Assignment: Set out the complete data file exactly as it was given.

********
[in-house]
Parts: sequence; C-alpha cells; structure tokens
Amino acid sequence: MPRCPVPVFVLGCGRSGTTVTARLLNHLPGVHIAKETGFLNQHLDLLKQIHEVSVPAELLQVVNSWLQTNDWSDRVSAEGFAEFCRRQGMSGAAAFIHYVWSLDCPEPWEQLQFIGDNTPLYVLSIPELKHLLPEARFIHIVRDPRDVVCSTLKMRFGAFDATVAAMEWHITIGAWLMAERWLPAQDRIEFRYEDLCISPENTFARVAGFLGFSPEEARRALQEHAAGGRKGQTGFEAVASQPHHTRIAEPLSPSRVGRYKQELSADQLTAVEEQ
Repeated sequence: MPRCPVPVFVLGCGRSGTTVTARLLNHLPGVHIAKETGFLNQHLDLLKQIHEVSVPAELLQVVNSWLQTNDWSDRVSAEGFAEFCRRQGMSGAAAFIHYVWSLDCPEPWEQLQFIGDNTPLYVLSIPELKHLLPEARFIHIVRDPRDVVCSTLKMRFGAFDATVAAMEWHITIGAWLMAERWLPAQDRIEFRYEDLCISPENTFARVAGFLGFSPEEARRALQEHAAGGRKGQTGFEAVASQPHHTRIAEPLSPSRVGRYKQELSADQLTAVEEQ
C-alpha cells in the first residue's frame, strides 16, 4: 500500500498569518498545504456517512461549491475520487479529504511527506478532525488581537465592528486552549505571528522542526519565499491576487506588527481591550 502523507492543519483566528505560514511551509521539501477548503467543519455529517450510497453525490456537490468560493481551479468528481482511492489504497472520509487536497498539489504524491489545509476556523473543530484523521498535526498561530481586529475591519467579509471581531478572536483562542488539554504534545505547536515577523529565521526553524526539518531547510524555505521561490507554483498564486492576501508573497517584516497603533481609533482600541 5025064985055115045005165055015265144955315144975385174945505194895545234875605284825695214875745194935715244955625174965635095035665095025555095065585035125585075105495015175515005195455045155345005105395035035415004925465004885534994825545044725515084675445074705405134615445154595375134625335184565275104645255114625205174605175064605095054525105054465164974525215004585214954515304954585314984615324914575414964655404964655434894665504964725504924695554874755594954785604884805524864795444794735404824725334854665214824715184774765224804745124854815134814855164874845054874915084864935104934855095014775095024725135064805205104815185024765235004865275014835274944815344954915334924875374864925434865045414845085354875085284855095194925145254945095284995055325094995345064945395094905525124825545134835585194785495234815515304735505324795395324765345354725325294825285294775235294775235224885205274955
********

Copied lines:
[in-house]
Parts: sequence; C-alpha cells; structure tokens
Amino acid sequence: MPRCPVPVFVLGCGRSGTTVTARLLNHLPGVHIAKETGFLNQHLDLLKQIHEVSVPAELLQVVNSWLQTNDWSDRVSAEGFAEFCRRQGMSGAAAFIHYVWSLDCPEPWEQLQFIGDNTPLYVLSIPELKHLLPEARFIHIVRDPRDVVCSTLKMRFGAFDATVAAMEWHITIGAWLMAERWLPAQDRIEFRYEDLCISPENTFARVAGFLGFSPEEARRALQEHAAGGRKGQTGFEAVASQPHHTRIAEPLSPSRVGRYKQELSADQLTAVEEQ
Repeated sequence: MPRCPVPVFVLGCGRSGTTVTARLLNHLPGVHIAKETGFLNQHLDLLKQIHEVSVPAELLQVVNSWLQTNDWSDRVSAEGFAEFCRRQGMSGAAAFIHYVWSLDCPEPWEQLQFIGDNTPLYVLSIPELKHLLPEARFIHIVRDPRDVVCSTLKMRFGAFDATVAAMEWHITIGAWLMAERWLPAQDRIEFRYEDLCISPENTFARVAGFLGFSPEEARRALQEHAAGGRKGQTGFEAVASQPHHTRIAEPLSPSRVGRYKQELSADQLTAVEEQ
C-alpha cells in the first residue's frame, strides 16, 4: 500500500498569518498545504456517512461549491475520487479529504511527506478532525488581537465592528486552549505571528522542526519565499491576487506588527481591550 502523507492543519483566528505560514511551509521539501477548503467543519455529517450510497453525490456537490468560493481551479468528481482511492489504497472520509487536497498539489504524491489545509476556523473543530484523521498535526498561530481586529475591519467579509471581531478572536483562542488539554504534545505547536515577523529565521526553524526539518531547510524555505521561490507554483498564486492576501508573497517584516497603533481609533482600541 5025064985055115045005165055015265144955315144975385174945505194895545234875605284825695214875745194935715244955625174965635095035665095025555095065585035125585075105495015175515005195455045155345005105395035035415004925465004885534994825545044725515084675445074705405134615445154595375134625335184565275104645255114625205174605175064605095054525105054465164974525215004585214954515304954585314984615324914575414964655404964655434894665504964725504924695554874755594954785604884805524864795444794735404824725334854665214824715184774765224804745124854815134814855164874845054874915084864935104934855095014775095024725135064805205104815185024765235004865275014835274944815344954915334924875374864925434865045414845085354875085284855095194925145254945095284995055325094995345064945395094905525124825545134835585194785495234815515304735505324795395324765345354725325294825285294775235294775235224885205274955